We sighted the ATN ThOR4 using their one shot zero but we learned that there seems to be a POA/POI shift when we change the digital magnification. Since we did not expect to shoot game past 100 yards, I told Adam to keep his ATN ThOR4 at 4x and only use the higher magnification ranges for observing or getting a positive ID on a potential target.

It surprised me how many rounds the hogs could soak up before going down. We were able to document our ATN ThOR4 hog hunt using the onboard recording feature of the ThOR4. We were able to rewatch our shots which were saved as video files. Here is a montage of the things we saw and shoot at.

On the first night, we only manage to get one hog. On the second night, we got four hogs. Here is a video of the two we shot at the same spot. I used my thermal fusion Jerry-C to find the second hog carcass. Fortunately, it did not make it very far into the brush so we were able to retrieve it. On the third night, we shot at hogs on two separate occasions and the hogs escaped into the brush. We thought we got them but I was unable to detect them through the brush.

ATN ThOR4 Hog Hunt AAR

Ryan, me, & Adam after we got our second and third hog the second night.

The ATN ThoR4 hog hunt was a lot of fun for me as I got to finally utilize thermal weapon sights in a more practical activity. Having thermal handheld devices, like the OTS-LT or in my case a thermal clip-on was great for scanning game. Then use the ThOR4 to see further and identify the target before deciding to pursue it further.

We were able to stretch out the ATN ThOR4 a little bit on the Springfield Saint Victor at the shooting tower on site after we zeroed the ThOR4. It was extremely windy over 20 mph and I managed two hits at 200 yards on steel with the ThOR4. While 200 yards is not far for the Saint Victor, it was a challenge seeing the steel on a windy day.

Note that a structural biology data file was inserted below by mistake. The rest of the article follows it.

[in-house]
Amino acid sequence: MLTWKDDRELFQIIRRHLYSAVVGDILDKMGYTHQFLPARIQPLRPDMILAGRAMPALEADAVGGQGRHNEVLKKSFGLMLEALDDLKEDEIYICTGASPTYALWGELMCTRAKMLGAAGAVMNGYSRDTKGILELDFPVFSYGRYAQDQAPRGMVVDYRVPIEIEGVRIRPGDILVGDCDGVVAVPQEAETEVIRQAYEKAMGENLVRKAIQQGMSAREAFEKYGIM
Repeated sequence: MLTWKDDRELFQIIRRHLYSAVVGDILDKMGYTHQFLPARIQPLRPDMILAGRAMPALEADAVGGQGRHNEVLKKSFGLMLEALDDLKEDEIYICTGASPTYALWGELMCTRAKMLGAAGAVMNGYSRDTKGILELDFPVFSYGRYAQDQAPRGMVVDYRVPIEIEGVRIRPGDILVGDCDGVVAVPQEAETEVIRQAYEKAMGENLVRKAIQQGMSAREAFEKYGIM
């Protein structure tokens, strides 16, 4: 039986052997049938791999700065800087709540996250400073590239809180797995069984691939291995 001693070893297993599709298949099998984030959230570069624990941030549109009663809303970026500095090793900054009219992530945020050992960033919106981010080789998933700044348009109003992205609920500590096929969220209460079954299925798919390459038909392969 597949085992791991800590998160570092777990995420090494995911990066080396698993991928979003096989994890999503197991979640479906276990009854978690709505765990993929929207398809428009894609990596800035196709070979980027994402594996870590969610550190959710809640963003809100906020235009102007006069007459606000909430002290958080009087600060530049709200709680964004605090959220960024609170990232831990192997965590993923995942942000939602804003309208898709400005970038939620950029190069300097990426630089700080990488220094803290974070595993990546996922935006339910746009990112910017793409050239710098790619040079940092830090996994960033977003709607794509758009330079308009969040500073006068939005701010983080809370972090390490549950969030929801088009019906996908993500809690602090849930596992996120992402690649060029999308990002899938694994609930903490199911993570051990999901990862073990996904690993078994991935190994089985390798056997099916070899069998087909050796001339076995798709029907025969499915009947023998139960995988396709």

The nights we were hunting were with zero moonlight. There was some starlight but it still made it difficult to look for hogs at night. Often I would need to use a powerful infrared illuminator like the Modlite IR head or the MAWL-C1+ on another gun I brought down for the ATN ThOR4 hog hunt. It did help lighting up the animals and seeing their eyes reflecting the light. However, it was only after we detected a possible target using our respective thermal devices. Often the target was beyond my ability to see that far with night vision. Positive ID distance for a person is only 170 yards according to Don Edwards of Greenline Tactical. So it makes sense trying to ID a coyote or hog past 200 yards will be difficult, to say the least using just night vision.

There were some minor issues with the ThOR4. On the second night, my thermal scope sort of froze up. The scope stopped responding to input from the buttons. I didn’t know how to do force a reset but at least the scope still functioned as an aiming device and it still showed me heat signatures. Adam S. somehow didn’t charge up his ThOR4 that much so he started with only a quarter battery. The USB cable is a very tight fit so if it is not all the way in, it doesn’t charge. His scope did last the entire night but the battery was so low he was unable to record video when it counted. The OTS-LT was great for the guide but sadly it does not record any video so I cannot share with you what the image it produces looks like. All said and done, we were able to get 5 hogs and one coyote. There were at least a couple more hogs that I am sure we tagged but they managed to run off to die in the brush. For more information check out ATN’s website.